Pritzker ranks 4th worst governor for economic freedom

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In a new report of America’s 50 governors, Gov. JB Pritzker was ranked 47th due to the damage he has done to the state’s economy. The voters saved him from a lower rank by rejecting his “fair tax”.

Gov. JB Pritzker finds himself at the bottom of a new report on how U.S. governors are leading their states’ economies.

The American Legislative Exchange Council’s rankings appear in the 2021 Report on Economic Freedom: Grading America’s 50 Governors. The report ranked Pritzker 47th in the world – fourth from bottom – using a combination of Pritzker’s policies and the economic performance of the state under his leadership to form a list of 12 criteria.

One measure was Illinois’ economic performance in 2021: 48th in the nation, third worst. Economic performance was primarily held back by the departure of Illinois from the state. Illinois lost population in 2021 in 81 of 102 counties.

Voters kept Pritzker from ranking even lower by reversing his state income tax hike, ALEC chief economist Jonathan Williams said.

“The voters of Illinois stopped him from becoming 50th if they had passed the progressive income tax that was on the ballot recently and I know he advocated very strongly for it “Williams said.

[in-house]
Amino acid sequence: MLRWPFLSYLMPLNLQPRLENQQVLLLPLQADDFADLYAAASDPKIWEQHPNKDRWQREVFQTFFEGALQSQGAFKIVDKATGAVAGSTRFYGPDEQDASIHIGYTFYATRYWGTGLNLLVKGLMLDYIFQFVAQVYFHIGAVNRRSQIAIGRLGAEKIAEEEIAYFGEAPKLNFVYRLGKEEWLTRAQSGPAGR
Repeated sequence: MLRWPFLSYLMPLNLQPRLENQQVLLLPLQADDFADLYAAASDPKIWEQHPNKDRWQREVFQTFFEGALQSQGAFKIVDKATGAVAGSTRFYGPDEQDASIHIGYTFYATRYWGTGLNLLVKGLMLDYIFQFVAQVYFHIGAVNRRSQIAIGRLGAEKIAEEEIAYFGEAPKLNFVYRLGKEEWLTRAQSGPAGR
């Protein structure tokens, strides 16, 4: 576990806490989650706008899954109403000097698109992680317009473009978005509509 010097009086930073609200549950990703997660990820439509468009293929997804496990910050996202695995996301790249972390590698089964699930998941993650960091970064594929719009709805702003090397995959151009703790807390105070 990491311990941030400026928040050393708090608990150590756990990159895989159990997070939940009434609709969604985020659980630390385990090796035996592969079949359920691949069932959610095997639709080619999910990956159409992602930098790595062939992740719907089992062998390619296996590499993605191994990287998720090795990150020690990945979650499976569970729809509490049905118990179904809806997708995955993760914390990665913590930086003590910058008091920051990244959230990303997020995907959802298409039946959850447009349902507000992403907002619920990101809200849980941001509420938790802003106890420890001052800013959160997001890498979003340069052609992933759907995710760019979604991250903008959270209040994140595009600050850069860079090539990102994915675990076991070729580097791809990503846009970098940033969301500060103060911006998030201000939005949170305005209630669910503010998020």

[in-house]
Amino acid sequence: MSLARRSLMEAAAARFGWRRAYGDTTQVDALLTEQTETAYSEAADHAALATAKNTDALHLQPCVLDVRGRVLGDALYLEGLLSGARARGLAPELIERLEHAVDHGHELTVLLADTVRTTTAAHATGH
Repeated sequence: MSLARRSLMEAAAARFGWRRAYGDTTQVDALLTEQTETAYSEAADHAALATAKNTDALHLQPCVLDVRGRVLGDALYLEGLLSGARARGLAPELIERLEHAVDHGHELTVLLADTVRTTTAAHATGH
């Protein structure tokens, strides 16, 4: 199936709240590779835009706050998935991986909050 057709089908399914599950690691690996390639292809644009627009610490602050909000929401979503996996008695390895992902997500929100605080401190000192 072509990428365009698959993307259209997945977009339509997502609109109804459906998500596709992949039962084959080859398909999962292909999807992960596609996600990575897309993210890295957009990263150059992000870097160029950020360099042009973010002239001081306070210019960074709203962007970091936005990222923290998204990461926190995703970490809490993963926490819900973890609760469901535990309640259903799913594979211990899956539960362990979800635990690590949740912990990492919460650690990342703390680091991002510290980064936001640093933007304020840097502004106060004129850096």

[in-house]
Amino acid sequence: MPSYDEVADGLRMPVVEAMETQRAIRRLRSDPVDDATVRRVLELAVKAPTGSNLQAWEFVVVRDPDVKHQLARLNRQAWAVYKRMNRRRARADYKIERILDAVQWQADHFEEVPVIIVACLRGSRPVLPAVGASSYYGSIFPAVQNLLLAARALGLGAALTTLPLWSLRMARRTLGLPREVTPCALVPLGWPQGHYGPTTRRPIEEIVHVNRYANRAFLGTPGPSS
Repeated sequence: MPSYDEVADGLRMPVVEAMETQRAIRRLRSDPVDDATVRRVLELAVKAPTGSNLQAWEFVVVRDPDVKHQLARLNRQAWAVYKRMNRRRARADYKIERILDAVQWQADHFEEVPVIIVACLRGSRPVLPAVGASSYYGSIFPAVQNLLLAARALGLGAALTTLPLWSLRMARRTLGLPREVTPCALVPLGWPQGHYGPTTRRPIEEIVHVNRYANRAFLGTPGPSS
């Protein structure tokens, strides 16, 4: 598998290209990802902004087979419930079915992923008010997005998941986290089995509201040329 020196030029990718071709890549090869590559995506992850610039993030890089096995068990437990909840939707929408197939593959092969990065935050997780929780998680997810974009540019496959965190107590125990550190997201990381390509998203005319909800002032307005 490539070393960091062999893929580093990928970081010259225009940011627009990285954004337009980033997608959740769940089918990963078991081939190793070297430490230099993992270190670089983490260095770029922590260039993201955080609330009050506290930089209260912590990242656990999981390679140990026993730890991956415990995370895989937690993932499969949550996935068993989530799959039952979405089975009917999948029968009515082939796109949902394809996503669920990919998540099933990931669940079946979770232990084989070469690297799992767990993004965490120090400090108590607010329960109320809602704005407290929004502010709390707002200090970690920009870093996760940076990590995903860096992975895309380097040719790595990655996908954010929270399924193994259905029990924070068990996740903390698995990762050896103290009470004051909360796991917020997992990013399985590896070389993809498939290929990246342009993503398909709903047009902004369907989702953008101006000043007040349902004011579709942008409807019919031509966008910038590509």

Pritzker invested $58 million of his own dollars in the campaign to pass the “fair tax,” which would have allowed Illinois to begin taxing retirement income and state lawmakers to gradually raise taxes on different income brackets. Voters strongly rejected the tax in 2020, 55% to 45%.

Williams also pointed to pension debt as a major issue for Illinois.

“Whether it’s the massive amount of debt with Illinois public pension liabilities, whether we’re looking at corporate income taxes, personal income, on the line of all the things we measure” , Williams said.

The ALEC ranking features a new measure for 2021: how states spent their federal pandemic relief funds. Illinois still has an outstanding balance of unemployment debt that could be paid off through federal relief. A proposal to use $2.7 billion in federal funds falls short of the $4.5 billion debt and would trigger job-killing payroll taxes mandated by federal law to fill the unemployment trust fund.

State leaders also gave Illinois’ economy another potential blow by pushing Amendment 1. If voters pass the constitutional change on Nov. 8, public union bosses will be empowered to demand and make strike on a virtually limitless range of issues guaranteed to increase taxation in a state that already suffers from the highest tax burden in the country.

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